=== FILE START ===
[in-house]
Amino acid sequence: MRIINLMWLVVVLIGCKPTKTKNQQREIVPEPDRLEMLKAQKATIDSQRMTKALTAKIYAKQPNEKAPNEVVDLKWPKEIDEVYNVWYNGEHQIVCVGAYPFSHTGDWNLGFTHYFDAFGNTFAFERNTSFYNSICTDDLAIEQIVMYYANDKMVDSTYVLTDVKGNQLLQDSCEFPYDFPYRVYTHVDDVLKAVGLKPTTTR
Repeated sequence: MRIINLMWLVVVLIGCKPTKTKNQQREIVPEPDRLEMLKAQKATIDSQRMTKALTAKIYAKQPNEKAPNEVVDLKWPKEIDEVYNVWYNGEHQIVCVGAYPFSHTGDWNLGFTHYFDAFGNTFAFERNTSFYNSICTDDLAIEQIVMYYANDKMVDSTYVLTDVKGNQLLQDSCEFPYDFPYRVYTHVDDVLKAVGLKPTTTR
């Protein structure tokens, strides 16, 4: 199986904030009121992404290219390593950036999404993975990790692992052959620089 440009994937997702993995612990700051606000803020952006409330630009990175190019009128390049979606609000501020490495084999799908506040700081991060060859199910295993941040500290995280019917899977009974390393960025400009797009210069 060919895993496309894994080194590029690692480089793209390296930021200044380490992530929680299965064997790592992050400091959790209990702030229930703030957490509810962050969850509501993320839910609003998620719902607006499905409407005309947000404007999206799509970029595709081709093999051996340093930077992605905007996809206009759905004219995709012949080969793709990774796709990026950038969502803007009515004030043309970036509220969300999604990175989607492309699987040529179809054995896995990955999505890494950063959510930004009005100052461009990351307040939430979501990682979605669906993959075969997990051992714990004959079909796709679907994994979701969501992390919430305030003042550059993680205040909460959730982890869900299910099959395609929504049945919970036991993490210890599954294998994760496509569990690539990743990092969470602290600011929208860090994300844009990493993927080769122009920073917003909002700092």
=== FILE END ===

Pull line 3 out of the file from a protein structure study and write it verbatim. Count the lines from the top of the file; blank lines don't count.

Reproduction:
Repeated sequence: MRIINLMWLVVVLIGCKPTKTKNQQREIVPEPDRLEMLKAQKATIDSQRMTKALTAKIYAKQPNEKAPNEVVDLKWPKEIDEVYNVWYNGEHQIVCVGAYPFSHTGDWNLGFTHYFDAFGNTFAFERNTSFYNSICTDDLAIEQIVMYYANDKMVDSTYVLTDVKGNQLLQDSCEFPYDFPYRVYTHVDDVLKAVGLKPTTTR